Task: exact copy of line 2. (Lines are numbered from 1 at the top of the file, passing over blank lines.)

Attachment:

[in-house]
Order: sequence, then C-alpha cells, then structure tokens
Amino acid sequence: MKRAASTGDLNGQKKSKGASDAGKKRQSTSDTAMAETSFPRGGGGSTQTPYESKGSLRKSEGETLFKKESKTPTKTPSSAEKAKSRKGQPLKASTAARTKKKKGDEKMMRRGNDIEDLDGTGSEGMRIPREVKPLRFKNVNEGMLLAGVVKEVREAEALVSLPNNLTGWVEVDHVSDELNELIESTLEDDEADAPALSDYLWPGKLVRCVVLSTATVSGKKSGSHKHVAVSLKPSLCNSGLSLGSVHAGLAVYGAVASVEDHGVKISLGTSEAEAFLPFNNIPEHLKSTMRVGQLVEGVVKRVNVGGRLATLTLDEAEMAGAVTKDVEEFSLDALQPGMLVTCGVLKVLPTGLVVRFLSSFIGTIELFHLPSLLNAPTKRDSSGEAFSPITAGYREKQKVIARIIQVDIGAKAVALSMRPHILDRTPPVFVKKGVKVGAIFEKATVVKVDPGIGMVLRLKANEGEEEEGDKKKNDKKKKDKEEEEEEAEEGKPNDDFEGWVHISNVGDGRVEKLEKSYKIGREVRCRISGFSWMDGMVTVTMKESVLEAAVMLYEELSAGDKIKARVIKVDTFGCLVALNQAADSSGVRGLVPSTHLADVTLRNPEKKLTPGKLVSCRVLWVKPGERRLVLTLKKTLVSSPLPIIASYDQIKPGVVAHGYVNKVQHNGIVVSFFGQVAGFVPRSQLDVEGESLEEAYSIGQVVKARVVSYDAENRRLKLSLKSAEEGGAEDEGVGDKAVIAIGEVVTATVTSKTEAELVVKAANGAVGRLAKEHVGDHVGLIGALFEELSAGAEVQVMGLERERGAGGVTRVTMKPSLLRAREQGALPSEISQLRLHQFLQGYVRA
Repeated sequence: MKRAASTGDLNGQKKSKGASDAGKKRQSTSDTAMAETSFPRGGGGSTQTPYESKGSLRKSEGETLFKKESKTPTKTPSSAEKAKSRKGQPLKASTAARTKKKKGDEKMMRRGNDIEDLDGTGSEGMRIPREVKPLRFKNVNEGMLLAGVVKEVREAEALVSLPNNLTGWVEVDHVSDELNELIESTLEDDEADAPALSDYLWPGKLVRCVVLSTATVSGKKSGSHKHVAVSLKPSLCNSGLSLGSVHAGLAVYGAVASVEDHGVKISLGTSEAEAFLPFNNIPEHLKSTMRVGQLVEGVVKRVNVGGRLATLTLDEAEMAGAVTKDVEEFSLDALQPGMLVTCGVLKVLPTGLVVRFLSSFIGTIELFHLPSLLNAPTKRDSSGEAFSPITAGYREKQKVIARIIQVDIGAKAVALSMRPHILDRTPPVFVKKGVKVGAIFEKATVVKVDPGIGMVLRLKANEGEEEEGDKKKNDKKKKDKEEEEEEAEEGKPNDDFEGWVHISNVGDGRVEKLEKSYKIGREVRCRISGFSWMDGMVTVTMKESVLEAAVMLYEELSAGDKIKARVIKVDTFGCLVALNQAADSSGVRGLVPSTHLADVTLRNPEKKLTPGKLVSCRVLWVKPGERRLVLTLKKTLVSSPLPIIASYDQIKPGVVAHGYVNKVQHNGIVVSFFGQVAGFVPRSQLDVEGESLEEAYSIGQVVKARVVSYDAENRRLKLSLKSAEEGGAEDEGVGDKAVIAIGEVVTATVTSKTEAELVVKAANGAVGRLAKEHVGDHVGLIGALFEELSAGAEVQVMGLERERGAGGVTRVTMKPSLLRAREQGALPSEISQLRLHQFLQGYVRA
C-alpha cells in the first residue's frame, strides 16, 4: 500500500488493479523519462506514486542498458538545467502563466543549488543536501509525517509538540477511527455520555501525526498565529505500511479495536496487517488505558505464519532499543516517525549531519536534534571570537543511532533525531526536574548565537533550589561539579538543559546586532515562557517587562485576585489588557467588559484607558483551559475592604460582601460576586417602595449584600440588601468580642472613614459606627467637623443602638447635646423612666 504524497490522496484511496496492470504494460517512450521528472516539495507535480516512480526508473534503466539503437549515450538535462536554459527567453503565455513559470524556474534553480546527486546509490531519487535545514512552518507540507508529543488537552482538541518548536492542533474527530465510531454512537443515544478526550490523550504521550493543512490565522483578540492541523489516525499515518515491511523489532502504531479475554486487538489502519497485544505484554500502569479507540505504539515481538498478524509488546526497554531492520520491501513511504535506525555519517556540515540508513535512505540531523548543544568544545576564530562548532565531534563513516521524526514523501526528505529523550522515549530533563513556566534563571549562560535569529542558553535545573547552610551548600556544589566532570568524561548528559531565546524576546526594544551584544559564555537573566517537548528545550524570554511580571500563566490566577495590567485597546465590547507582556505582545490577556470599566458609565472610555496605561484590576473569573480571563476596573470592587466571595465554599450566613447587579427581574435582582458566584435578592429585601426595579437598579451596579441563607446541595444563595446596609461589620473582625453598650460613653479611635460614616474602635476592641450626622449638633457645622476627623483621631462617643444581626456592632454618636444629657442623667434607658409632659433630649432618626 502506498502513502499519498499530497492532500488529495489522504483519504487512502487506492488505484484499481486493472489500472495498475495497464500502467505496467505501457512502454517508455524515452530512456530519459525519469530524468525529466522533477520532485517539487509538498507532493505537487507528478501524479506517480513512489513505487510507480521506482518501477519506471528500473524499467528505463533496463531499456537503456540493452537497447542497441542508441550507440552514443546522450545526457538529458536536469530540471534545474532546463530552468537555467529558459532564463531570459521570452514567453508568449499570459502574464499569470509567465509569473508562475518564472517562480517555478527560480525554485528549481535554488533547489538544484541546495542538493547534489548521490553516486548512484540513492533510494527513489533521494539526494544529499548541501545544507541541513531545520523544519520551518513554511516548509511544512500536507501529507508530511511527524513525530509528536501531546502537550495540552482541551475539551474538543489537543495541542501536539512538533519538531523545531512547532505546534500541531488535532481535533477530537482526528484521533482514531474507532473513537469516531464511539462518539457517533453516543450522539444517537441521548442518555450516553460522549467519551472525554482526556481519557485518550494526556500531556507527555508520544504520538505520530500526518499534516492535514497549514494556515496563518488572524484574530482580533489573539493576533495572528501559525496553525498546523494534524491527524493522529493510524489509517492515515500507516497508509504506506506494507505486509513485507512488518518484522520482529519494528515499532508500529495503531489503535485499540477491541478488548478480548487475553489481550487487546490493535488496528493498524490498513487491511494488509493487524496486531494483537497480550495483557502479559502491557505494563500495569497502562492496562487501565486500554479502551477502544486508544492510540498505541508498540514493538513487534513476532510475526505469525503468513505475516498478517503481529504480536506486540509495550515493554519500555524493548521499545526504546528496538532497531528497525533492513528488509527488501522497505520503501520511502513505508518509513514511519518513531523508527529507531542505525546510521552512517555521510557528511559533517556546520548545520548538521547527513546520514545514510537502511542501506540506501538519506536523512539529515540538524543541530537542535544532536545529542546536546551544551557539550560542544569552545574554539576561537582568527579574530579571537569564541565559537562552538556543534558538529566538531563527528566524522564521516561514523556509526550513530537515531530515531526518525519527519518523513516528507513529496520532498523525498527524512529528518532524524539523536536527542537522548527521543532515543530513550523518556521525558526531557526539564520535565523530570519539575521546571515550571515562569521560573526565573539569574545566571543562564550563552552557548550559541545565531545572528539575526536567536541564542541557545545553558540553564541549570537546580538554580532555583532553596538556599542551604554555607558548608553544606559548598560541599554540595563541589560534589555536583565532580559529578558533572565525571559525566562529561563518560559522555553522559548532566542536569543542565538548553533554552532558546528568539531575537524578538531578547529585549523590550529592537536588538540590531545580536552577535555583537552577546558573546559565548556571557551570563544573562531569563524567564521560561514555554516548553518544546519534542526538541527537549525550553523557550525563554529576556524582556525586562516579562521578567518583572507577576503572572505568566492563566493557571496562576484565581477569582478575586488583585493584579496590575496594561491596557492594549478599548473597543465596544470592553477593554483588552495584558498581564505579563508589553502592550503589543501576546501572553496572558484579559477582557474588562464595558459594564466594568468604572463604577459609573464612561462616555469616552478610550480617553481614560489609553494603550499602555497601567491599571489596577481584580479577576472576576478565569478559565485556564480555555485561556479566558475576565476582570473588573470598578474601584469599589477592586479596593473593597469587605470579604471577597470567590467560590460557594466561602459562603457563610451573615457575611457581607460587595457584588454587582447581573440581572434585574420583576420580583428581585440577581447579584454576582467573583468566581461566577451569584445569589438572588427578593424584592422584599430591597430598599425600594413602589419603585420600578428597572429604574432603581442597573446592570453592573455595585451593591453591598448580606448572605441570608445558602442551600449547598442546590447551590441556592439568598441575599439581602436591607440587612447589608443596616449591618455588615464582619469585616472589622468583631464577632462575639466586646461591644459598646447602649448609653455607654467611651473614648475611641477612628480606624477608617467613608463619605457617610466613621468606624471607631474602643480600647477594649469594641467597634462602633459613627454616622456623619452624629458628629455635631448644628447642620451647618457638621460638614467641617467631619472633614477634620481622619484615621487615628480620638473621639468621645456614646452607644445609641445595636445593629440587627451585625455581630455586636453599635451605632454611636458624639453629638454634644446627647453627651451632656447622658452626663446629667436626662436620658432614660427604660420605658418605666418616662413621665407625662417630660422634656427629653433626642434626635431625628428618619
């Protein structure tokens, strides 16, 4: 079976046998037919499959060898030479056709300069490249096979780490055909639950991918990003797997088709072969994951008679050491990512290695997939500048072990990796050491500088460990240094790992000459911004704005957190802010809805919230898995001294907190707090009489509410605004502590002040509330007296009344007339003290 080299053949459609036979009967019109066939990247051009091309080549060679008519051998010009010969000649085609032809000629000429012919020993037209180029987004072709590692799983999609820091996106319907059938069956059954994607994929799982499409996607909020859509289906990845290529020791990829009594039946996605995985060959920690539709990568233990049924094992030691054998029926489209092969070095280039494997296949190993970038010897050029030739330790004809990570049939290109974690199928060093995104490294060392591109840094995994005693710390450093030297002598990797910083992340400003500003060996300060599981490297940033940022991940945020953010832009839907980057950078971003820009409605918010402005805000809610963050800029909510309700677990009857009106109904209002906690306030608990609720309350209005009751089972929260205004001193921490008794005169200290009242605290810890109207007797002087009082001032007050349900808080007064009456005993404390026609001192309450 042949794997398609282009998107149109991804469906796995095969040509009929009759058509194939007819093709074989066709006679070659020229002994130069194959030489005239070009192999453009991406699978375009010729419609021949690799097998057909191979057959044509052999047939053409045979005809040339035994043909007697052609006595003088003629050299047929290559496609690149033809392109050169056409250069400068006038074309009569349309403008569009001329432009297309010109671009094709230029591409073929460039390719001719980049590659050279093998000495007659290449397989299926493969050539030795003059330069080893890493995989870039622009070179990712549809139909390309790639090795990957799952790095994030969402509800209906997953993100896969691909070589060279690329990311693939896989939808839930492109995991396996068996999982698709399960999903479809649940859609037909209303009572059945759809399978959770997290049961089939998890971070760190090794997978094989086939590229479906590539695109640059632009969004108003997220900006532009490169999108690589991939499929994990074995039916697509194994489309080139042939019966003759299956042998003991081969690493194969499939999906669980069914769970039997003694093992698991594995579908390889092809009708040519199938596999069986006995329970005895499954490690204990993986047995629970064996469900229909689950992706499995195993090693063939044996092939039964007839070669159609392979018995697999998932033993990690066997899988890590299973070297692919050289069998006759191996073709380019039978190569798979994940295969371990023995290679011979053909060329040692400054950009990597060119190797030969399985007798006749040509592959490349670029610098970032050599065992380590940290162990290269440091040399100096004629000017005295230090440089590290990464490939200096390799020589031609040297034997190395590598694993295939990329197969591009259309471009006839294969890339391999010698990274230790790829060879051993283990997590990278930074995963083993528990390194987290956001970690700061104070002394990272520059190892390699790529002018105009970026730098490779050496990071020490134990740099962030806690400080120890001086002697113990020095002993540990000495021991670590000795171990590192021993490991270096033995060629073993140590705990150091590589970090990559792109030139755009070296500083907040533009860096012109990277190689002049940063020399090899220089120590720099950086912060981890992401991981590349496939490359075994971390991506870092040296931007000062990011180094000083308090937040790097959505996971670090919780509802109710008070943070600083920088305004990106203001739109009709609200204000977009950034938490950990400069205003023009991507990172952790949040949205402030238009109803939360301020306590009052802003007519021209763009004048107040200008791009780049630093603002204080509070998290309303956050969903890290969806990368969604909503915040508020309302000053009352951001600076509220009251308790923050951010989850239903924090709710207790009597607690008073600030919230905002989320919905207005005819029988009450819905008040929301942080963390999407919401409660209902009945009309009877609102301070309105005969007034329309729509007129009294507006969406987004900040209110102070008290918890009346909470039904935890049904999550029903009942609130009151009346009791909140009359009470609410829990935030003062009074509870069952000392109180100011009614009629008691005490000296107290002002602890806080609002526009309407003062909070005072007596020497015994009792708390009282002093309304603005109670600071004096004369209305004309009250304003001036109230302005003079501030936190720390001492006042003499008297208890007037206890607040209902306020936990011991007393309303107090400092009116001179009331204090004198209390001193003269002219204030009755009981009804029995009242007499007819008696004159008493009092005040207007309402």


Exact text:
Order: sequence, then C-alpha cells, then structure tokens